Effectiveness of a primary school-based intervention to reduce overweight

Wilma Jansen, Gerard Borsboom, Bram Meima, E Joosten-van Zwanenburg, Johan Mackenbach, Hein Raat, J Brug

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Objectives. The purpose of this study was to evaluate the effect of a school-based intervention program to reduce overweight and improve fitness in primary school children. Methods. A cluster randomized controlled design was used over one school year with schools as unit of randomization. In total 20 schools and 2,622 children aged 6-12 years (grades 3-8) from multi-ethnic, low income inner-city neighbourhoods in Rotterdam, Netherlands, participated. The intervention, named Lekker Fit! (Enjoy being fit!) was a multi-component intervention based on behavioural and ecological models. Main components of the intervention are the implementation of three physical education (PE) sessions a week by a professional PE teacher, additional sport and play activities outside school hours and an educational program. Main primary outcome measures were weight status, body mass index (BMI), waist circumference and fitness (20 m shuttle run). Results. Significant positive intervention effects were found for percentage overweight children (OR 0.53; 95% CI 0.36-0.78), waist circumference (-1.29 cm; 95% CI -2.16 to -0.42 cm) and 20 m shuttle run (0.57 laps; 95% CI 0.13-1.01 laps) among pupils of grades 3-5 (6-9-year olds). The prevalence of overweight in grades 3-5 increased by 4.3% in the control group and by 1.3% in the intervention group. No significant effects were found for BMI or for grades 6-8 (9-12-year olds). Conclusions. Our results provide evidence for the effectiveness of the multi-component intervention Lekker Fit! among pupils of grades 3-5 and adds to the growing body of evidence that school-based programs with a focus on PA are most effective in reducing childhood obesity. [ISRCTN84383524]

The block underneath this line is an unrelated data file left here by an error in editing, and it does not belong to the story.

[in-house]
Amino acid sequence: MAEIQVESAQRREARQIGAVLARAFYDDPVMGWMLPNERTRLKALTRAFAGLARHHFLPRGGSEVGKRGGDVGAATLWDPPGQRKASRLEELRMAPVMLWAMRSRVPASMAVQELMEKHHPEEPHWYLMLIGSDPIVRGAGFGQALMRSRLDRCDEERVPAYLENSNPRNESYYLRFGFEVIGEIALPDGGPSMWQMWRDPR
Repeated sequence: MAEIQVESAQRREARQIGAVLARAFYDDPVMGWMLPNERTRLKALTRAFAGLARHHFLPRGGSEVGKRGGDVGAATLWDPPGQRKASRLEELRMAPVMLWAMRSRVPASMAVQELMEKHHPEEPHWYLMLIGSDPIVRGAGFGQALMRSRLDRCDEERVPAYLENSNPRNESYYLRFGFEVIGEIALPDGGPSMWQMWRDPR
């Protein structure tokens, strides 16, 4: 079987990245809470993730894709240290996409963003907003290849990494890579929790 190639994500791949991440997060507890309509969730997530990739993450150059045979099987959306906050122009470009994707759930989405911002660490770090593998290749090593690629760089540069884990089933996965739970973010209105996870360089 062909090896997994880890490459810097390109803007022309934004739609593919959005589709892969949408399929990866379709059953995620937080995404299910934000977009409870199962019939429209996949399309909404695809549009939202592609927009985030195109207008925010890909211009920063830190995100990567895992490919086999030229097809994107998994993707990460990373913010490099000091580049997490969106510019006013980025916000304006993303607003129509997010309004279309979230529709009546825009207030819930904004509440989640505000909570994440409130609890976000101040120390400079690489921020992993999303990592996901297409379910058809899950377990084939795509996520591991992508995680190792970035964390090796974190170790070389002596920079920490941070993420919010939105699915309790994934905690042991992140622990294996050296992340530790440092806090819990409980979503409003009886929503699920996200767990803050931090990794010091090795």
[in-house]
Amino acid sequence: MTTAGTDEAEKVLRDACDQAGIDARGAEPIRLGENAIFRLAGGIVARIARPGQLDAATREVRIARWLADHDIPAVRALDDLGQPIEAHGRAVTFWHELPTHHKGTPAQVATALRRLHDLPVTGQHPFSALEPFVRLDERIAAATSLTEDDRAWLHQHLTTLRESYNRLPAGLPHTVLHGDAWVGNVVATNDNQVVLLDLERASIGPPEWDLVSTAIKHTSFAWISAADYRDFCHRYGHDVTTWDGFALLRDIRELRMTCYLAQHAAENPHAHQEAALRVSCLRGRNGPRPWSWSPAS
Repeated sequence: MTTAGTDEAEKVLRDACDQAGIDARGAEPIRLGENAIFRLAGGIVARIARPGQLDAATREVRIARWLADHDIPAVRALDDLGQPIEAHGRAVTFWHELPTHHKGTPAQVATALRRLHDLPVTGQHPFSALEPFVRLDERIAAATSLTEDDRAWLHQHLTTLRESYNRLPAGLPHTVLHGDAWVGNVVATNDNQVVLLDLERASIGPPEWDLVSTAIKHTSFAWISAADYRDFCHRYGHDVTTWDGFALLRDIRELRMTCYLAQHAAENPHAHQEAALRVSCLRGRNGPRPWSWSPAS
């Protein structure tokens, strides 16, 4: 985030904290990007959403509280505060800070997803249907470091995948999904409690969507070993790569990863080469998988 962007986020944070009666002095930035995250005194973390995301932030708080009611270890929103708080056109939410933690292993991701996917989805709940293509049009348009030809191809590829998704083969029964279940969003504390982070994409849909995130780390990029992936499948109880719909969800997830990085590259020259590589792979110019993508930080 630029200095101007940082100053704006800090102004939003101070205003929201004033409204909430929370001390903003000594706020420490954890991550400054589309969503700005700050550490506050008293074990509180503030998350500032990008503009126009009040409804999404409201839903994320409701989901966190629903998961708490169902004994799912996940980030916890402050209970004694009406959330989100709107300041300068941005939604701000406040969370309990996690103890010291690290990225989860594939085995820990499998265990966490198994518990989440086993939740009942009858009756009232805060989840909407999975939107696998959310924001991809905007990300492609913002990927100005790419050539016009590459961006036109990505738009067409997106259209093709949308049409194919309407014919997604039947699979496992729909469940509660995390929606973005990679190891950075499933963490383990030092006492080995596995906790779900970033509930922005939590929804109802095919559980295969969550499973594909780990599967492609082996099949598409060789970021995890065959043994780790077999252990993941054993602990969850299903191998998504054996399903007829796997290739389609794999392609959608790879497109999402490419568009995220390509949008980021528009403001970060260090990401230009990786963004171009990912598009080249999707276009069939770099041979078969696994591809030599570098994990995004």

Original languageUndefined/Unknown
Pages (from-to)E70-E77
JournalInternational Journal of Pediatric Obesity
Issue number2-2
Publication statusPublished - 2011

Research programs

  • EMC NIHES-02-65-02

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